Sunday 15 March 2015

Homeland by Gordon and Gansa

There is such a plethora of great television drama out there (mostly American, it has to be said) that I have only just caught up with Homeland. It came highly recommended by friends, and they weren't wrong.

Homeland is instantly riveting. It tells the story of — don't worry about spoilers, all this is revealed early, in episode 1 — an American marine sergeant, Nicholas Brody, who has been held captive in Afghanistan for eight years. 

Brody is rescued and is returned home, a hero. But a female CIA operative, Carrie Mathison, has reason to believe he has been turned and is in fact a sleeper agent for the enemy. Tension builds when no one believes her and it looks like our "hero" might even be a candidate for high political office.

It's great stuff, and our heroine is a terrific character. I particularly love the fact that Carrie is a jazz fan, which leads to one of the great title sequences in TV history — featuring Louis Armstrong. And a lovely jazz theme for the show. 

Carrie is played by Claire Danes, Brody is British actor Damian Lewis (recently a terrif Henry VIII in Wolf Hall). They are both splendid, as is Morena Baccarin (the evil alien empress from V) as Brody's  wife Jessica.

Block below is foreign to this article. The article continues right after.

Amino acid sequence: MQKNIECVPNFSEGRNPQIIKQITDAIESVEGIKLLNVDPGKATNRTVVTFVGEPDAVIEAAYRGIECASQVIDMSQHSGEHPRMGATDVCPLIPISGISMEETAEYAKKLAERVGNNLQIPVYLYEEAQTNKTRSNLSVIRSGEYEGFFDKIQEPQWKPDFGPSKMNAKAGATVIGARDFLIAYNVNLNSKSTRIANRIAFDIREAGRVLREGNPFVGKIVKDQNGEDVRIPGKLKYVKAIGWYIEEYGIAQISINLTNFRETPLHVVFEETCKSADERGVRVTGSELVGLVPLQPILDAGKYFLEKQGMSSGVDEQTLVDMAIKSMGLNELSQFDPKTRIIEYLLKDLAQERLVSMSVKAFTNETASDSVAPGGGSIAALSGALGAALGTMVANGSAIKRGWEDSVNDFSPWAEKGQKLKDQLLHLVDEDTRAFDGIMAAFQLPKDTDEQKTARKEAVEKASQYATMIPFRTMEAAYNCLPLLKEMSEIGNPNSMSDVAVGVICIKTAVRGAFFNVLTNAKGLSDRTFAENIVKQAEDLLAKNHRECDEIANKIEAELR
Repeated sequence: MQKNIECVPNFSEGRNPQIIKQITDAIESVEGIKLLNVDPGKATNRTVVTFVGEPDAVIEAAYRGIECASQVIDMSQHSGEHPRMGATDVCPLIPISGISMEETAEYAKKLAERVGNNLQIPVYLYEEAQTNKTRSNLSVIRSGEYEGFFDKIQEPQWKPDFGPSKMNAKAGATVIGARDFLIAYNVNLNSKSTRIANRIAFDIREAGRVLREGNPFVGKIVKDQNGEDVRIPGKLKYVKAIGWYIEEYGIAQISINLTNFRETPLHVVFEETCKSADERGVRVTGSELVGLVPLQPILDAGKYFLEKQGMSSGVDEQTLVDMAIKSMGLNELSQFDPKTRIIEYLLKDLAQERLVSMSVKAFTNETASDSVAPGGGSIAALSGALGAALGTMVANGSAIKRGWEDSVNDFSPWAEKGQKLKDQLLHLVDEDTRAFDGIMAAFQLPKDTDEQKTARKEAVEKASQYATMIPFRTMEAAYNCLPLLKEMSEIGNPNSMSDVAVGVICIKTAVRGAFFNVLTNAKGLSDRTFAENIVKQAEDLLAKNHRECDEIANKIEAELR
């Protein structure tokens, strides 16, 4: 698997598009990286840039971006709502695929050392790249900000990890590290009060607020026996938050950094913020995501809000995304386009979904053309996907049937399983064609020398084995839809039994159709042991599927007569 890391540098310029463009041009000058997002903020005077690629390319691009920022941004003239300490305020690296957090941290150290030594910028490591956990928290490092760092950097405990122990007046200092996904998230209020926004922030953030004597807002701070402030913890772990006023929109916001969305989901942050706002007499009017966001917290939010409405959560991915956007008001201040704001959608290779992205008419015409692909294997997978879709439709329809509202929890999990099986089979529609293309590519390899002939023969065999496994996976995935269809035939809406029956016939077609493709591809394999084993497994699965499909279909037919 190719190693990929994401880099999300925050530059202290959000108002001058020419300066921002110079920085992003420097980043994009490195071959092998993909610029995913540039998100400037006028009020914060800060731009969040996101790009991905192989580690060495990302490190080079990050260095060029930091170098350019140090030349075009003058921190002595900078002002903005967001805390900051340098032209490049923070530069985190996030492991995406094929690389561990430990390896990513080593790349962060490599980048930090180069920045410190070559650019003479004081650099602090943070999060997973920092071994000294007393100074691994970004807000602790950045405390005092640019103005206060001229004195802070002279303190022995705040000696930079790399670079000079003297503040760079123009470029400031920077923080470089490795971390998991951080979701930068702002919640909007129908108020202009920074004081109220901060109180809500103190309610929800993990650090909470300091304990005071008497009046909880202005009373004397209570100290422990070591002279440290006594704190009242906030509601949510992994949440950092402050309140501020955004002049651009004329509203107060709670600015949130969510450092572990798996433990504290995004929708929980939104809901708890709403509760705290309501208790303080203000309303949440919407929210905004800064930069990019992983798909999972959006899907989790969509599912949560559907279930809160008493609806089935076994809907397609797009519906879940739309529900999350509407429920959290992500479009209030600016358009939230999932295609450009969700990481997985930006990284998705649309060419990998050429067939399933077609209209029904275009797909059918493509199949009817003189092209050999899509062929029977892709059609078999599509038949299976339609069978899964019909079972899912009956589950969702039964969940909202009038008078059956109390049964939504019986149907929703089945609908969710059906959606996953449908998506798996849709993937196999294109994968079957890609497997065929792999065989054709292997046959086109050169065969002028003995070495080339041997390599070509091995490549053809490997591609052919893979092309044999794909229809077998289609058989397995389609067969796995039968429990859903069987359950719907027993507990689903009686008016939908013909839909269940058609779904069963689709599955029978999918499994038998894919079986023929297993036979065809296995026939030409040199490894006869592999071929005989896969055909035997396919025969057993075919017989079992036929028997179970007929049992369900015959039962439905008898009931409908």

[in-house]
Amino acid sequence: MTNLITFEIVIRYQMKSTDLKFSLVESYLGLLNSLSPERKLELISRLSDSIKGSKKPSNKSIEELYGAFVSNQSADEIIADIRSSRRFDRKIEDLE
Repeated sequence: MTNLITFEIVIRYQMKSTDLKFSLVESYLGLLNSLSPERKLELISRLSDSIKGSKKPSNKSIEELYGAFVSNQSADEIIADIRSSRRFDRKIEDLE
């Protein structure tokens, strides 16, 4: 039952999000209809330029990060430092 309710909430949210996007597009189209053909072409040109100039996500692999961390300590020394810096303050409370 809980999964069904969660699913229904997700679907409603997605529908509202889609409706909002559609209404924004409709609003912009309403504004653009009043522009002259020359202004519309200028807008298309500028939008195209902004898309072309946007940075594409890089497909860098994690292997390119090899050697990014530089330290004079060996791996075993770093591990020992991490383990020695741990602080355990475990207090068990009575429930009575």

Homeland was developed for American television by Howard Gordon and Alex Gansa and they've done a splendid job. The show is based on an Israeli drama known in English as Prisoners of War created by Gideon Raff. 

Prisoners of War is considerably different, though. In it three soldiers are brought home and it is a shell game — which have to guess which one might be the traitor.

I haven't seen Prisoners, but Homeland is a delight. I'm on episode five of Season 1 and it is looking good. Where else do you get a show which drops the F-bomb every week in its title sequence?

Just one question. Why does Brody's wife call him Brody instead of Nicholas?

(Image credits: The Hero/Threat poster is from Wikipedia. The red burka is from IMDB. The others are from Collider.)

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